You are here: Home / Journal Articles / Is the avoidance distance test for the assessment of animals’ responsiveness to humans influenced by either the dominant or flightiest animal in the group? / About

Is the avoidance distance test for the assessment of animals’ responsiveness to humans influenced by either the dominant or flightiest animal in the group?

By Mickael Mazurek, Mark McGee, William Minchin, Mark A. Crowe, Bernadette Earley

View Resource (HTM)

Licensed under

Category Journal Articles
Abstract

A previously described (Windschnurer et al., 2009) avoidance distance test was used to assess animals’ fear of humans in order to quantify the human–animal relationship (HAR). This study investigated the influence of the dominant and flightiest animals within a group on the responsiveness of animals during the avoidance distance test. Eighty-eight pregnant heifers comprised of four different genotypes were used (22 animals per genotype): Limousin×Holstein-Friesian, Limousin×Simmental, Charolais×Limousin, and Charolais×Simmental. Sixty of the 88 heifers were group housed (n=5) into 12 pens with 3 pens per breed, while 28 heifers were singly housed (seven heifers per breed). A reactivity test was performed on days 10, 18, 25 and 30 post-housing on the singly housed heifers, and then on the group housed heifers, on the same days, to calculate a reactivity score. On days 33 and 37 flight and dominance tests, respectively, were performed to identify the flightiest and the dominant animal within each group. On day 41, an avoidance test, measuring both the avoidance distance towards a familiar and an unfamiliar human, was performed on all heifers. No difference (P>0.05) in reactivity scores was found between the genotypes, between pens for the group housed heifers or between singly housed and group housed heifers (P=0.28). The avoidance distance (AD) of singly (S) housed heifers towards a familiar (F) (ADSF) human was shorter (P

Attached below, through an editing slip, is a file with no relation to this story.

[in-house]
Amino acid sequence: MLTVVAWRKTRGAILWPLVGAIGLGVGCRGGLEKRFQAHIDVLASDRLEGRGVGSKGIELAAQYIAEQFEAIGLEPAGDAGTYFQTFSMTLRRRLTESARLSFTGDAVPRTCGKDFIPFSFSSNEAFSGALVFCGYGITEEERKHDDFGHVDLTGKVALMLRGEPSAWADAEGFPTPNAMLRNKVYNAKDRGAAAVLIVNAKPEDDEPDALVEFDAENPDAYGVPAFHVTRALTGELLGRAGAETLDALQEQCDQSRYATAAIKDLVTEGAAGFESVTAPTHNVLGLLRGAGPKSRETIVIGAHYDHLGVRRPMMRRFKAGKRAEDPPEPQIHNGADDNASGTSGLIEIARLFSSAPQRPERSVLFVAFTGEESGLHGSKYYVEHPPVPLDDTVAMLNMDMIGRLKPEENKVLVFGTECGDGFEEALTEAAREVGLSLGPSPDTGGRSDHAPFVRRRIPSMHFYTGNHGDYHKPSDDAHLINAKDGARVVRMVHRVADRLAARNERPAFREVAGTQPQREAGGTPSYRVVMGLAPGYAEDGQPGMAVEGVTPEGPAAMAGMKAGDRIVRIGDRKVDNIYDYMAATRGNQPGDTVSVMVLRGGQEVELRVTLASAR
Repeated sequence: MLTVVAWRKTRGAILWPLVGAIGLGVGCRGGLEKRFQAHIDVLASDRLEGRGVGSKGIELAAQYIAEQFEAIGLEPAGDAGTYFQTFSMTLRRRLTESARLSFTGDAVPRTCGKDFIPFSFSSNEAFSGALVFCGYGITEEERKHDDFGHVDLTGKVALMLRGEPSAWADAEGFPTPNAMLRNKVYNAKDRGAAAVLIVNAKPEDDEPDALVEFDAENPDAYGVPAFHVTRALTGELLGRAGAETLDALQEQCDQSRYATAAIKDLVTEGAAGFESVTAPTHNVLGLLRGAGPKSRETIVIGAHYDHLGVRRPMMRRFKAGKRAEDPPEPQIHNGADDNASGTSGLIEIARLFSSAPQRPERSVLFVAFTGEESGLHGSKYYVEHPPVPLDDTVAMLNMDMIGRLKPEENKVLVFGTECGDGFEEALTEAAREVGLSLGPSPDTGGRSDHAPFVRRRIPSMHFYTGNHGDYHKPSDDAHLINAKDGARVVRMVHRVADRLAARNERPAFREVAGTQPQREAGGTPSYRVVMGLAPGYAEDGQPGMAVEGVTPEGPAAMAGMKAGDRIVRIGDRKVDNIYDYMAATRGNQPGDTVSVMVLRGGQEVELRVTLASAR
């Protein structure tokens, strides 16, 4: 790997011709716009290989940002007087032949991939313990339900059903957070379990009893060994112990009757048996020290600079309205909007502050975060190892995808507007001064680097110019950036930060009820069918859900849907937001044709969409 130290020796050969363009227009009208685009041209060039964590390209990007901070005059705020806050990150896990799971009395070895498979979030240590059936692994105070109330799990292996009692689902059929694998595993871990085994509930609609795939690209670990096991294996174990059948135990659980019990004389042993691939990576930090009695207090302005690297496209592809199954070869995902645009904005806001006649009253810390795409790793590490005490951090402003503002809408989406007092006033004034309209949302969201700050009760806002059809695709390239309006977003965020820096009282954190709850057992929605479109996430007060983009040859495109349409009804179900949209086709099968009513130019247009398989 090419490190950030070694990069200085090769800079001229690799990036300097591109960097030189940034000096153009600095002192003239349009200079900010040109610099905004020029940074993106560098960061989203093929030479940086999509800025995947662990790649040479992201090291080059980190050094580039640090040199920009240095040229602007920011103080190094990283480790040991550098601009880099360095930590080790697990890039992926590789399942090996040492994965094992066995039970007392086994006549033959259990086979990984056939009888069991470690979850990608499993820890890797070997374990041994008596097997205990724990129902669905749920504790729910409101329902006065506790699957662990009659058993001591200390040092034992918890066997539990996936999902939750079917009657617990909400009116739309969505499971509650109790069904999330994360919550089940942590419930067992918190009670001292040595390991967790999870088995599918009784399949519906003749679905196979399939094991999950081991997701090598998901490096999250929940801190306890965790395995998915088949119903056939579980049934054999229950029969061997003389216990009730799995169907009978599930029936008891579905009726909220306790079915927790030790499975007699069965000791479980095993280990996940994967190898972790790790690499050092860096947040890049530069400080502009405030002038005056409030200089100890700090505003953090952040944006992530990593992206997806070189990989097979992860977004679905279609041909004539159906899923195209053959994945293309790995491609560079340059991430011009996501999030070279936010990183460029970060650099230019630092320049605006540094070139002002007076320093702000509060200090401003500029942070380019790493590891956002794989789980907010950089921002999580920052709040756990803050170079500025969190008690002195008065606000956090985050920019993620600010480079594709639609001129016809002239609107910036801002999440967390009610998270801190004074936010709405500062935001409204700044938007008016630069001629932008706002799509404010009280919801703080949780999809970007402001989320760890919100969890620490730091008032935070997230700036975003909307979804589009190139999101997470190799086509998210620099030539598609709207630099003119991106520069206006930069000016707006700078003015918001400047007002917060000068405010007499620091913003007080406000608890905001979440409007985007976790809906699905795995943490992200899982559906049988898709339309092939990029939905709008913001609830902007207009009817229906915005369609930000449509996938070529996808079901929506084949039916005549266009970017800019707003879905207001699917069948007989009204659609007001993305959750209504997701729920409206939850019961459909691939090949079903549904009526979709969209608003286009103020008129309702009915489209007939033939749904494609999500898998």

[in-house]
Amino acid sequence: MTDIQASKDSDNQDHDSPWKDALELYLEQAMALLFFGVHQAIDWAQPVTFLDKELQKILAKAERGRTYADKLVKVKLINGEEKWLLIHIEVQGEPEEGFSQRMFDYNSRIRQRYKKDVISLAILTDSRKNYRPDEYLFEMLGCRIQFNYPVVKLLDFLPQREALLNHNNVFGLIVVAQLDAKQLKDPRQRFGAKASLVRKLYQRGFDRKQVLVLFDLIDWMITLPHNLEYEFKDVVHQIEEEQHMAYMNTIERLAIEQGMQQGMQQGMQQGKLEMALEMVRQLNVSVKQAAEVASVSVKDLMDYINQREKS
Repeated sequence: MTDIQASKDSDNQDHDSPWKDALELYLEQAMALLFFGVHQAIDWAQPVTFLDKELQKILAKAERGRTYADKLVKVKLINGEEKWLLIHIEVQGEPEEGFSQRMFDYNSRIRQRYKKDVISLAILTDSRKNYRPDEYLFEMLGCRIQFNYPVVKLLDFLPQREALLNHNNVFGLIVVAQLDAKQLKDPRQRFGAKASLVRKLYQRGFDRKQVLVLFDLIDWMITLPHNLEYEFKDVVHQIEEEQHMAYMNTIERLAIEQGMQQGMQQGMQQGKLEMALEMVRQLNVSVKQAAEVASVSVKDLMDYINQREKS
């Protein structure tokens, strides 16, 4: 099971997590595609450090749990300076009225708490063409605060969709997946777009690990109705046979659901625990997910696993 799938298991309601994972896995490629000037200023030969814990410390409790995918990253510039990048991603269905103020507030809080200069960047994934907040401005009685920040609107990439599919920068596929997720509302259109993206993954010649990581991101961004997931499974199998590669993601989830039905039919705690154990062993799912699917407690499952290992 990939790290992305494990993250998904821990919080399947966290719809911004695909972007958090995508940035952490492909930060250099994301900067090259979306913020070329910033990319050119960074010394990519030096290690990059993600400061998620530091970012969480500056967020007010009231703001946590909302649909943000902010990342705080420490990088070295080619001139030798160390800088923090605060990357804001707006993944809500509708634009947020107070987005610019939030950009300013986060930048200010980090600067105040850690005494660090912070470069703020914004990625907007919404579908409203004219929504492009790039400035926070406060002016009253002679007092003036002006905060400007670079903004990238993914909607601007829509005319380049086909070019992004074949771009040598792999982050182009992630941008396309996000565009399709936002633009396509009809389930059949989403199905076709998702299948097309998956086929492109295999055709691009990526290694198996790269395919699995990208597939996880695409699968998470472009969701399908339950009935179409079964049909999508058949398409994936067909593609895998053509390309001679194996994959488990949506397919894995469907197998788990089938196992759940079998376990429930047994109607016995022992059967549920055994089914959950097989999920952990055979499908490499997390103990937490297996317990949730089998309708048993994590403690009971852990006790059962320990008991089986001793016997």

Publication Title Applied Animal Behaviour Science
Volume 132
Issue 3
Pages 107-113
ISBN/ISSN 0168-1591
DOI 10.1016/j.applanim.2011.03.001
Cite this work

Researchers should cite this work as follows:

Tags
  1. Cattle
  2. Dominance